Spotnitz: You know, the funny piece of odd luck was that I came to London to do Hunted and I had six months to wait around to see if the BBC was going to do it or not. I said, I have to make some money and do something, so I got an agent and the next day she calls me and says, Oh, I got a job for you already. There’s this show Strike Back, and they were trying to get Cinemax on board as coproducers, and so I came just as a writer for hire. I wrote the first two episodes, then I ended up writing the next two episodes. And then Cinemax said, what else you have?

Snakkle: That’s great.

Spotnitz: I said, as it happens, we’re doing a show with the BBC called Hunted and they came on board, so it was really completely by accident and luck that they joined us, but you know the great thing is you got the resources and the intelligence to the taste of HBO and they’re trying to launch this new original programming for Cinemax and I think they’re still finding out what Cinemax is and all the things it can be. Strike Back was very successful for them, and I think they’re hoping this will be at least as successful.

Snakkle: I just want to touch on this briefly because the fans will skin me if I don’t ask you. A couple months ago you posted on your blog… it was kind of a little love letter to fans about not giving up hope on a third X-Files movie.

Spotnitz: Yes.

Snakkle: Do you really still hold out that hope, and if so, do you have anything you can share with us to keep the hope burning?

Spotnitz: I do. I actually feel the pressure of time now, and if this is going to happen, there’s got to be a script in the next year and a half.

Snakkle: Fingers crossed!

Spotnitz: But I still have faith. I mean, there’s such a powerful argument for it, and I think if I could just get the right stars to align, it could still happen. I actually just emailed David Duchovny this morning about this very topic, so I can’t say anything now—because I won’t be able to say anything good or bad until long after it’s decided—but I’ve not stopped trying.


Hunted premieres on Cinemax on Friday, October 19, at 10 p.m.

HitFix: 'Hunted' creator Frank Spotnitz on his new Cinemax drama & 'The X-Files' legacy

‘Hunted’ creator Frank Spotnitz on his new Cinemax drama & ‘The X-Files’ legacy
Alan Sepinwall

[Original article here]

And did his experience writing for ‘Strike Back’ come into play with the new show?

Frank Spotnitz has been the man up front for the first two Cinemax original drama series. He wrote the first four episodes of the Cinemax incarnation of “Strike Back,” and is the creator and executive producer of Hunted,” a new thriller starring Melissa George as British private spy Sam Hunter, who is betrayed, left for dead, and returns to work a year later looking for revenge on whoever it was that set her up.  (You can watch an exclusive clip from the premiere at the top of this post.)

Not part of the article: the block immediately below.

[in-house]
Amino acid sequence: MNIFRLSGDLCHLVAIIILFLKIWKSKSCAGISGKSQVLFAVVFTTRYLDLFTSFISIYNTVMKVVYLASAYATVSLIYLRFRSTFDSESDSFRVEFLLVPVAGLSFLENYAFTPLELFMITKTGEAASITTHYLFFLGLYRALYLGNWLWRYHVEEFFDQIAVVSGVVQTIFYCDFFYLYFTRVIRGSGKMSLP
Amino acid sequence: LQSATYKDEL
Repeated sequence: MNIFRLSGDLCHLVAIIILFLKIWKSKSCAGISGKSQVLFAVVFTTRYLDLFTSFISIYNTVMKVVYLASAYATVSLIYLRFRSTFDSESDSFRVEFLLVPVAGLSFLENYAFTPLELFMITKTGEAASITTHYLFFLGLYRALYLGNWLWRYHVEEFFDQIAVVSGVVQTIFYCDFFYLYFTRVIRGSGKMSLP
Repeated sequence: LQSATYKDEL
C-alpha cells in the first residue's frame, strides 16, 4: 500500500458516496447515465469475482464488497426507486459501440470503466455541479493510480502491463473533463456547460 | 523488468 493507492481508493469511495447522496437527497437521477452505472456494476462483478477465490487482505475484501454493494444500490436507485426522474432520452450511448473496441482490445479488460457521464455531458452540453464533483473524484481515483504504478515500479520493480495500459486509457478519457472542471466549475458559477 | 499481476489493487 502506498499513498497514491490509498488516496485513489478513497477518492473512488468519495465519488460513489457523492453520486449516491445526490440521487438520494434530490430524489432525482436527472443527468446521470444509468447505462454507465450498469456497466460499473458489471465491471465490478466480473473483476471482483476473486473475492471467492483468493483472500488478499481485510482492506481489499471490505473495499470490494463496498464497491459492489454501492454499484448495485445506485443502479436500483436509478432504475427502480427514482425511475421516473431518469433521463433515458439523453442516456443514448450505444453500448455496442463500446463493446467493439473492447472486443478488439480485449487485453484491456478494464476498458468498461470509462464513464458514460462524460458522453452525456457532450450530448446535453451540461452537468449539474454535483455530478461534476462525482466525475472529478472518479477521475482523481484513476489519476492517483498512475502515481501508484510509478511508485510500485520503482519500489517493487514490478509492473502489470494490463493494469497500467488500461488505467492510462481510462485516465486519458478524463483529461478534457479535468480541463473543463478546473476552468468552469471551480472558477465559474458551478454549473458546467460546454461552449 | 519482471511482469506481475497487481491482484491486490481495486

I interviewed Spotnitz about his design for the series (which I reviewed yesterday), why he wanted a female spy at the center, and the legacy of his work on “The X-Files,” where he was one of the top writer/producers for years.

What did you learn doing those four episodes of “Strike Back,” within that budget and that format that then informed you in terms of, “This is what I can do with a Cinemax show”?

Frank Spotnitz: Well, it was weird because I’d written “Hunted” already before I did “Strike Back.” So I already had that in the back of my head. I honestly don’t know if I can tell you what I learned. “Strike Back” was like going to the ice cream shop for me. I could just go and have fun. It was male fantasy, testosterone, just go engage your inner-teenage fantasy self. And it was a blast. It was just really fun. This show, to me, is so different in every way. So I don’t know.

I think what I’m asking more is not so much creatively, because I agree with you they’re very different. But just in terms of what you can pull off in terms of budget and scheduling.

Frank Spotnitz: Well, to be honest, the “Strike Back,” it says I’m an executive producer, but I didn’t really. With this show I learned a lot doing this because I had never worked in Europe before. I didn’t really know how budgets correlated to versus what I’m used to. And I kind of learned as we went. And I think the crews in Europe are much smaller and faster, and it’s actually a good value. You actually get a lot for what you spend. And this was a really generous budget, so that’s what I learned by doing it.

I want to talk about structure, first in the pilot and then moving forward. The pilot is stream of consciousness at times. It’s slipping in and out of past and present. You’re watching Sam as she’s recovering and going back and forth. How did you decide that you wanted to structure the introduction to the character in this world in that way?

Frank Spotnitz: At the heart of this, it’s about Sam and her character. And I wanted to begin with Sam at the top of her game. She’s great. She’s the best operative Byzantium has, and I wanted the thrill of that, the adrenaline of that. Wow, you’re amazing. You pulled this off, incredible. You sleep with men and then you betray them. And then I wanted to show her love with this man, and then I wanted to take it all away. Because I thought that’s the story. It’s this woman who is a great spy and then this crack, this betrayal, that café. And as long as this TV series goes, it’s about that crack getting bigger, and bigger, and bigger. Because I’m fascinated by this woman who had erected these walls, these emotional walls, she’s tough; she’s hard to get at. How did she get that way? And those flashbacks to her childhood, that’s how she got that way. Terrible things happened to her as a little girl. And now because of this attack on her life, she’s going to have to go back and look at these events.